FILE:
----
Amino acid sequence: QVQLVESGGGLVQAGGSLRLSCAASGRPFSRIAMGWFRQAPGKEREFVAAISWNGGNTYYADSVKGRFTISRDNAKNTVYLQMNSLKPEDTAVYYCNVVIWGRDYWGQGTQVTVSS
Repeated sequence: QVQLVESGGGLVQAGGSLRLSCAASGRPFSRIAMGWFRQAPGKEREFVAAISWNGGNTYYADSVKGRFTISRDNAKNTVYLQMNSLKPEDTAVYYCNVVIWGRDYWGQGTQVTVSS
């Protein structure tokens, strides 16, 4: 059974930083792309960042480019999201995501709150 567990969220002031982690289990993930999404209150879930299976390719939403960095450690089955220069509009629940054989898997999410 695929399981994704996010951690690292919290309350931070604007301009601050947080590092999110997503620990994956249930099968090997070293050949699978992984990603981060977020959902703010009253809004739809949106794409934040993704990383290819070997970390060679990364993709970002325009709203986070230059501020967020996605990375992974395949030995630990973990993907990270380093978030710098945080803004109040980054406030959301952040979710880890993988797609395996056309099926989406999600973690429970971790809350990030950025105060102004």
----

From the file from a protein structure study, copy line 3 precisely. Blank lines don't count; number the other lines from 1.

């Protein structure tokens, strides 16, 4: 059974930083792309960042480019999201995501709150 567990969220002031982690289990993930999404209150879930299976390719939403960095450690089955220069509009629940054989898997999410 695929399981994704996010951690690292919290309350931070604007301009601050947080590092999110997503620990994956249930099968090997070293050949699978992984990603981060977020959902703010009253809004739809949106794409934040993704990383290819070997970390060679990364993709970002325009709203986070230059501020967020996605990375992974395949030995630990973990993907990270380093978030710098945080803004109040980054406030959301952040979710880890993988797609395996056309099926989406999600973690429970971790809350990030950025105060102004």